# Homework Help: Normal Vector for a cylinder

1. Apr 20, 2012

### luislam

1. The problem statement, all variables and given/known data

An infinite cylinder with radius 1 is aligned with axis Y, A point light source with intensity 1 is located at (2,2,10) An observer is located at (3,1,4). He is looking in the direction of the origin of the coordinate system. What are the coordinates of the point on the surface of the cylinder which the observer is looking at? Calculate the illumination at this point if the ambient are 0.1 0.65 0.3 and the specular exponent is 2 We also assume the ambient light intensity is 0.5

2. Relevant equations

First We find the intersection point. The line cast from the observer to the origin can be written parametrically as [x y z] = [3 1 4] + t( [0 0 0] - [3 1 4] ) = [3 1 4]( 1-t )

The cylinder can be defined implicity x^2 + z^2 -1 =0
Substituting the line equation into cylinder equation gives 25(1-t)^2-1=0 which has two root 4/5, 6/5. We choose the smaller root t = 4/5, which corresponds to the intersection point we want (x y z) = (3,1,4)*(1-t) =(3,1,4)*(1-4/5)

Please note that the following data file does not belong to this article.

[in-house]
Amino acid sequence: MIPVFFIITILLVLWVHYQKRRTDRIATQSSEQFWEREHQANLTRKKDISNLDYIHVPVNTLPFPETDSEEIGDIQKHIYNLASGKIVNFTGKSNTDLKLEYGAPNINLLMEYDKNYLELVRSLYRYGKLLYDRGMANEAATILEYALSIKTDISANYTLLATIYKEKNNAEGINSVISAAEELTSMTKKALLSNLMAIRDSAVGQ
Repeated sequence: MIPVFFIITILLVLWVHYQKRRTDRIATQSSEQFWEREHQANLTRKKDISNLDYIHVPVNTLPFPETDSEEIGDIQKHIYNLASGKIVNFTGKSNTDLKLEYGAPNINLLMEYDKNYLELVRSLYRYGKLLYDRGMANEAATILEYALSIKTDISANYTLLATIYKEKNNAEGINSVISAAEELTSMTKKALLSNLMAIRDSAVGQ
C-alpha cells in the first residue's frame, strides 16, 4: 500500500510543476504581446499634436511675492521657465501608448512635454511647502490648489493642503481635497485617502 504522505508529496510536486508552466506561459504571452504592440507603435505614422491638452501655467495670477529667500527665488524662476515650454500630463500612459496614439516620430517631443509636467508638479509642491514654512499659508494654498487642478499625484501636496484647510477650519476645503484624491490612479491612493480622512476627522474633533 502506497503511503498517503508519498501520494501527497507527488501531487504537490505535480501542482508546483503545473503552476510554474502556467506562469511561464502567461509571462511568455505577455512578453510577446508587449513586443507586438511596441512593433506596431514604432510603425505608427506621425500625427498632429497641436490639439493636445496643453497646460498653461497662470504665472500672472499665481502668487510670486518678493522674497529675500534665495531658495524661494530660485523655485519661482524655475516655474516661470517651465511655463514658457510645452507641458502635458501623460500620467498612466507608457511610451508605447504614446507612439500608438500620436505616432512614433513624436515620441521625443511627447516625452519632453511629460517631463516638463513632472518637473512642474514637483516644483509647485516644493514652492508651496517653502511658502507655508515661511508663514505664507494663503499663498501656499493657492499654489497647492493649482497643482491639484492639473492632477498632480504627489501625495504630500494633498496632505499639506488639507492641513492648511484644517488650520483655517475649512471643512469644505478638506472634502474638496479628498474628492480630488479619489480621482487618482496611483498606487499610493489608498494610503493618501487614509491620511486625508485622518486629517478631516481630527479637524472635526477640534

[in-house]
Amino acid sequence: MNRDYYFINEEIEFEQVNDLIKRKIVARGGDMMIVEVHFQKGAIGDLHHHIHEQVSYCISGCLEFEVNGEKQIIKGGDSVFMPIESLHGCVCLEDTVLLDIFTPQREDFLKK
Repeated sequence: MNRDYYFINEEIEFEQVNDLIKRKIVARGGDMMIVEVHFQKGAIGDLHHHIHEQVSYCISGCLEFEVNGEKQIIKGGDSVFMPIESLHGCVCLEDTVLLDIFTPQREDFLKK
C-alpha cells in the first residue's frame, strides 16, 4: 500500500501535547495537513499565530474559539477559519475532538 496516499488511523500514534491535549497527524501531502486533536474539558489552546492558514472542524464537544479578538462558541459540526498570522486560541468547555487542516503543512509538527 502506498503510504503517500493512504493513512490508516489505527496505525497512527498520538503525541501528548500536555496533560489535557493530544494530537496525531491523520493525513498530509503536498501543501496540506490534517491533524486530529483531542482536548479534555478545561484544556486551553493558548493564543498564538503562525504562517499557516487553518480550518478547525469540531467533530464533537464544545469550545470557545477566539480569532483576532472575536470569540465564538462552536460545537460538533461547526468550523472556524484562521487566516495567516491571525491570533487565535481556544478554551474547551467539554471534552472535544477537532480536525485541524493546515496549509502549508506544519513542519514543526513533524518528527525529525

actually this is copy out from my lecture note, I don't quite understand how to get this equition to find normal vector.

3. The attempt at a solution

Basically this is not a homework, is just an sample question from my lecture notes, preparing for exam and I don't quite understand certain part so could any one please help me clear the doubts thanks.

Last edited: Apr 21, 2012
2. Apr 21, 2012

### HallsofIvy

You say a light source is at (3, 1, 4) and immediately say "Heis looking in the direction of the origin". Where is the obvserver? Are we to assume that the observer is at the light source?

3. Apr 21, 2012

### luislam

Thanks for pointed out the mistake, I had corrected the mistake already. Thanks again.

4. Apr 21, 2012

### HallsofIvy

Assuming that, by "axis Y", you mean that the y-axis is the axis of the cylinder, then any point on the cylinder can be written as $(x, y, z)= (cos(\theta), y, sin(\theta))$ where $\theta$ is the angle a line from the point perpendicular to the y-axis make with the x-axis. We can write that as the vector equation $\vec{r}(y, \theta)= cos(\theta)\vec{i}+ y\vec{j}+ sin(\theta)\vec{k}$.

The unit normal vector, at any point, will be the unit vector, parallel to the xz-plane, $cos(\theta)\vec{i}+ sin(\theta)\vec{k}$.